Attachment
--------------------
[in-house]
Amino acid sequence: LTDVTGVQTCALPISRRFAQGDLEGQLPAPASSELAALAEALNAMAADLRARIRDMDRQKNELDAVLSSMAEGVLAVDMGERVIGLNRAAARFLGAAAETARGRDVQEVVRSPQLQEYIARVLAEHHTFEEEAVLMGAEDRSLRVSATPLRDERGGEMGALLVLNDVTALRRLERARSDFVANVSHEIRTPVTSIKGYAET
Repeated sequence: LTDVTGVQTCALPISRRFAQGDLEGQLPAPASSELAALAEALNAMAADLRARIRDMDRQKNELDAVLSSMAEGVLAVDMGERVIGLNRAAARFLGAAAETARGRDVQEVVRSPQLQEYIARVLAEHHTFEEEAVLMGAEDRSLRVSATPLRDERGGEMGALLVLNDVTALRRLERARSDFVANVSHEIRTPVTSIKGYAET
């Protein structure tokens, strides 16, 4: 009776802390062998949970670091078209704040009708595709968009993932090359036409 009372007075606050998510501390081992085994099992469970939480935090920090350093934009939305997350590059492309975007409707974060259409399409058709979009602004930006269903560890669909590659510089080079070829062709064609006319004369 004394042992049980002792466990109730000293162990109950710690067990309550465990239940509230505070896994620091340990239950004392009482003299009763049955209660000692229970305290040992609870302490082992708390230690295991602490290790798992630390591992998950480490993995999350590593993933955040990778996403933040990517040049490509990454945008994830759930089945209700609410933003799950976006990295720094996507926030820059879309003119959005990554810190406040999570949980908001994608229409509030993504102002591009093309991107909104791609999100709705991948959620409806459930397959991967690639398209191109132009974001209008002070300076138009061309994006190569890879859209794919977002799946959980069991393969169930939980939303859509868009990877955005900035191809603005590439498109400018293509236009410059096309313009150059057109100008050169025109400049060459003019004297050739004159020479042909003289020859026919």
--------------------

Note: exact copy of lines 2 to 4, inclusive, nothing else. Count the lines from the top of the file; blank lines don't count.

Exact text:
Amino acid sequence: LTDVTGVQTCALPISRRFAQGDLEGQLPAPASSELAALAEALNAMAADLRARIRDMDRQKNELDAVLSSMAEGVLAVDMGERVIGLNRAAARFLGAAAETARGRDVQEVVRSPQLQEYIARVLAEHHTFEEEAVLMGAEDRSLRVSATPLRDERGGEMGALLVLNDVTALRRLERARSDFVANVSHEIRTPVTSIKGYAET
Repeated sequence: LTDVTGVQTCALPISRRFAQGDLEGQLPAPASSELAALAEALNAMAADLRARIRDMDRQKNELDAVLSSMAEGVLAVDMGERVIGLNRAAARFLGAAAETARGRDVQEVVRSPQLQEYIARVLAEHHTFEEEAVLMGAEDRSLRVSATPLRDERGGEMGALLVLNDVTALRRLERARSDFVANVSHEIRTPVTSIKGYAET
């Protein structure tokens, strides 16, 4: 009776802390062998949970670091078209704040009708595709968009993932090359036409 009372007075606050998510501390081992085994099992469970939480935090920090350093934009939305997350590059492309975007409707974060259409399409058709979009602004930006269903560890669909590659510089080079070829062709064609006319004369 004394042992049980002792466990109730000293162990109950710690067990309550465990239940509230505070896994620091340990239950004392009482003299009763049955209660000692229970305290040992609870302490082992708390230690295991602490290790798992630390591992998950480490993995999350590593993933955040990778996403933040990517040049490509990454945008994830759930089945209700609410933003799950976006990295720094996507926030820059879309003119959005990554810190406040999570949980908001994608229409509030993504102002591009093309991107909104791609999100709705991948959620409806459930397959991967690639398209191109132009974001209008002070300076138009061309994006190569890879859209794919977002799946959980069991393969169930939980939303859509868009990877955005900035191809603005590439498109400018293509236009410059096309313009150059057109100008050169025109400049060459003019004297050739004159020479042909003289020859026919």